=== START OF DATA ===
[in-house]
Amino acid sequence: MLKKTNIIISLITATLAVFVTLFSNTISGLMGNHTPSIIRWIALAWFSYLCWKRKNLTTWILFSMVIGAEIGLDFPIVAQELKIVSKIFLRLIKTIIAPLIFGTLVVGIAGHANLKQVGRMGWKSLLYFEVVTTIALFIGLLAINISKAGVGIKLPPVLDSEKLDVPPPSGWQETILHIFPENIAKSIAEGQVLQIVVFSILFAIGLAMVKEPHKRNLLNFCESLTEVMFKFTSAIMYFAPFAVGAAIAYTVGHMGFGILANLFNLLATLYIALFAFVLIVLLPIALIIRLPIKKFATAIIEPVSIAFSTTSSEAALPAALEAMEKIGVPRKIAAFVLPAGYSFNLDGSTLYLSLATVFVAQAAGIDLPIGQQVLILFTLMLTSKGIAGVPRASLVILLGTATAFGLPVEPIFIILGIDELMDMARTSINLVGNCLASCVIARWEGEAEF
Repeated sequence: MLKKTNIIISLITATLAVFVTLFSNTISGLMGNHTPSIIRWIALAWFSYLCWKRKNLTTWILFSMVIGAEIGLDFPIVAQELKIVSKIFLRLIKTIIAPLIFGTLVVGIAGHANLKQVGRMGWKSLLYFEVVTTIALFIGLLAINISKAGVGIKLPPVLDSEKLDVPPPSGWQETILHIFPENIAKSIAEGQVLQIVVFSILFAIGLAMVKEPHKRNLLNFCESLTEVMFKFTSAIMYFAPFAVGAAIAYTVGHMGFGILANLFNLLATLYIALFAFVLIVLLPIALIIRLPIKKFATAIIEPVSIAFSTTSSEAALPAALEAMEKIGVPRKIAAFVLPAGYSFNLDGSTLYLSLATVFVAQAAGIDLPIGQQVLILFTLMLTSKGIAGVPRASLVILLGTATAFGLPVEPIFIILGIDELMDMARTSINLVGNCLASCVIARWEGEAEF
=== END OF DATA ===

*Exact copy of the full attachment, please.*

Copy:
[in-house]
Amino acid sequence: MLKKTNIIISLITATLAVFVTLFSNTISGLMGNHTPSIIRWIALAWFSYLCWKRKNLTTWILFSMVIGAEIGLDFPIVAQELKIVSKIFLRLIKTIIAPLIFGTLVVGIAGHANLKQVGRMGWKSLLYFEVVTTIALFIGLLAINISKAGVGIKLPPVLDSEKLDVPPPSGWQETILHIFPENIAKSIAEGQVLQIVVFSILFAIGLAMVKEPHKRNLLNFCESLTEVMFKFTSAIMYFAPFAVGAAIAYTVGHMGFGILANLFNLLATLYIALFAFVLIVLLPIALIIRLPIKKFATAIIEPVSIAFSTTSSEAALPAALEAMEKIGVPRKIAAFVLPAGYSFNLDGSTLYLSLATVFVAQAAGIDLPIGQQVLILFTLMLTSKGIAGVPRASLVILLGTATAFGLPVEPIFIILGIDELMDMARTSINLVGNCLASCVIARWEGEAEF
Repeated sequence: MLKKTNIIISLITATLAVFVTLFSNTISGLMGNHTPSIIRWIALAWFSYLCWKRKNLTTWILFSMVIGAEIGLDFPIVAQELKIVSKIFLRLIKTIIAPLIFGTLVVGIAGHANLKQVGRMGWKSLLYFEVVTTIALFIGLLAINISKAGVGIKLPPVLDSEKLDVPPPSGWQETILHIFPENIAKSIAEGQVLQIVVFSILFAIGLAMVKEPHKRNLLNFCESLTEVMFKFTSAIMYFAPFAVGAAIAYTVGHMGFGILANLFNLLATLYIALFAFVLIVLLPIALIIRLPIKKFATAIIEPVSIAFSTTSSEAALPAALEAMEKIGVPRKIAAFVLPAGYSFNLDGSTLYLSLATVFVAQAAGIDLPIGQQVLILFTLMLTSKGIAGVPRASLVILLGTATAFGLPVEPIFIILGIDELMDMARTSINLVGNCLASCVIARWEGEAEF